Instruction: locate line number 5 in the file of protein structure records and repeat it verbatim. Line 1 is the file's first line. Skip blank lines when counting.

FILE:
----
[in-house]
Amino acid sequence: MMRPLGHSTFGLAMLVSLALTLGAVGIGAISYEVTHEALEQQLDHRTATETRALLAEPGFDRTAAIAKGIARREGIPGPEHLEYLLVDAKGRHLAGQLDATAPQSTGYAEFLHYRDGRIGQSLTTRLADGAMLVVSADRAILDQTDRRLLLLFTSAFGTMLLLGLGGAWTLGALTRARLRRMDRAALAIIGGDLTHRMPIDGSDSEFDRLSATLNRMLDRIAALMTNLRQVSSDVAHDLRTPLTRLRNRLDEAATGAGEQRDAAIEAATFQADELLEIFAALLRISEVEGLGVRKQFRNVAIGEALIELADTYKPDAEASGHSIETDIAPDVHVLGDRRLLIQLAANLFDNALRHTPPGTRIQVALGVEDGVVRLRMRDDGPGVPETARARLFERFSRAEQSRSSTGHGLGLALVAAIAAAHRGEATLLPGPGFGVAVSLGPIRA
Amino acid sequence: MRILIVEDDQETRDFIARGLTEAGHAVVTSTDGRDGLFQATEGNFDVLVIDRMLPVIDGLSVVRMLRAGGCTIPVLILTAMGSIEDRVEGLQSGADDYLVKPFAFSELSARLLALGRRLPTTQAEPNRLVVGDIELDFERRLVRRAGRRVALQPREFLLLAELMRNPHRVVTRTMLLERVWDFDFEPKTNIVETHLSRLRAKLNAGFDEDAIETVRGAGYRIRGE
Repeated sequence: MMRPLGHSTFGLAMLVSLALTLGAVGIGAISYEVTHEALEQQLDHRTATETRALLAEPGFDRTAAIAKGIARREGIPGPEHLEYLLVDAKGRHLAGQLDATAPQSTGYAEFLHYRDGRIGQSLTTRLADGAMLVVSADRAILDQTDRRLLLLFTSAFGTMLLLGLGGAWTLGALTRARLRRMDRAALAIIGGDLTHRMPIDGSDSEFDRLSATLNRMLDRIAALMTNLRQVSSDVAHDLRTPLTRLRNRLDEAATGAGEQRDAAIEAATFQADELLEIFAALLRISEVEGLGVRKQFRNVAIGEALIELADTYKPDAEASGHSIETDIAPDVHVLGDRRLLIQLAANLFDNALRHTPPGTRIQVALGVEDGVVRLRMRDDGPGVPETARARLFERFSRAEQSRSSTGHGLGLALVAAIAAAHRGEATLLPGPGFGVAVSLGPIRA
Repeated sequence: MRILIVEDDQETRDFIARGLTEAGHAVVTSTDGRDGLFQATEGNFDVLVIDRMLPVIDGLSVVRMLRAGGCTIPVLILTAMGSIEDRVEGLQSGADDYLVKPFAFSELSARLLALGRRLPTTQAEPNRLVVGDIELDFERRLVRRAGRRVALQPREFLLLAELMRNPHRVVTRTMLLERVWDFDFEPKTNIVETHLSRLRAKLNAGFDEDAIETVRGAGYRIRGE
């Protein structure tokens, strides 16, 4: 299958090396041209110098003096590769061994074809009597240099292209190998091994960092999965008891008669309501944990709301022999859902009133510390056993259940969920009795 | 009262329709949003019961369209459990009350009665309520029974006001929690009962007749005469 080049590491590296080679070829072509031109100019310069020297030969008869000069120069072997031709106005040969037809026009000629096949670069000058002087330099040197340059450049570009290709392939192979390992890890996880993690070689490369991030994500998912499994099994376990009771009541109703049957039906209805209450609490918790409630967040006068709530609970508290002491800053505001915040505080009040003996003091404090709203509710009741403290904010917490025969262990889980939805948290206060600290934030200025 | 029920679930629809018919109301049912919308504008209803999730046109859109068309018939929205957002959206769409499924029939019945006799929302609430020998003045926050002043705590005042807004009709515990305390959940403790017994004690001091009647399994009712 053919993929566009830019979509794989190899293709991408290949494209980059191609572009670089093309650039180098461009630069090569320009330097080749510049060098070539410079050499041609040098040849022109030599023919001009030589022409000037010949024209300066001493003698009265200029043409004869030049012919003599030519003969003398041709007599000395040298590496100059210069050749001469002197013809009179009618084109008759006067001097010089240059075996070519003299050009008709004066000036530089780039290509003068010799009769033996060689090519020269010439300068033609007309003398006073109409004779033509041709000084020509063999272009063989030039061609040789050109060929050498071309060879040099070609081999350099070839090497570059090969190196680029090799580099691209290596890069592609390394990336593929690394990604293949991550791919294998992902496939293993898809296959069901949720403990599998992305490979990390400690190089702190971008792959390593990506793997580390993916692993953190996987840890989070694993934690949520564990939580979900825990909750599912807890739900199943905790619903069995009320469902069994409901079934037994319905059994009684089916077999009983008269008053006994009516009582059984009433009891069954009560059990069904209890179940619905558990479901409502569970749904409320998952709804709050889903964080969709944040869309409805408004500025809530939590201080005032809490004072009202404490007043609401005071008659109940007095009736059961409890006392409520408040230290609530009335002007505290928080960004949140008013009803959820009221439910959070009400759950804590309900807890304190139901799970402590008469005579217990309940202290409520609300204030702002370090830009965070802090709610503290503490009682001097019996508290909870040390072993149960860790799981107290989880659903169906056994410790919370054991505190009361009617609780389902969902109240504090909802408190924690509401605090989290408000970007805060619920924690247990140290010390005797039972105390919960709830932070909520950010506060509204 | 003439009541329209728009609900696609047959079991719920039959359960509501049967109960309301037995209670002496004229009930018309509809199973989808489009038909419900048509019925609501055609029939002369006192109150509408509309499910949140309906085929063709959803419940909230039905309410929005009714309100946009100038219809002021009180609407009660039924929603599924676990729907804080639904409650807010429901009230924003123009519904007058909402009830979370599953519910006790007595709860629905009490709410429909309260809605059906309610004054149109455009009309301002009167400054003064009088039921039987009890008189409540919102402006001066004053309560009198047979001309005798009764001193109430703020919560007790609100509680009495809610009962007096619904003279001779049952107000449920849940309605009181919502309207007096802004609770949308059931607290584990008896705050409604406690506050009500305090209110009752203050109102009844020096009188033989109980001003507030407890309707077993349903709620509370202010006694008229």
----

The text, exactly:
Repeated sequence: MRILIVEDDQETRDFIARGLTEAGHAVVTSTDGRDGLFQATEGNFDVLVIDRMLPVIDGLSVVRMLRAGGCTIPVLILTAMGSIEDRVEGLQSGADDYLVKPFAFSELSARLLALGRRLPTTQAEPNRLVVGDIELDFERRLVRRAGRRVALQPREFLLLAELMRNPHRVVTRTMLLERVWDFDFEPKTNIVETHLSRLRAKLNAGFDEDAIETVRGAGYRIRGE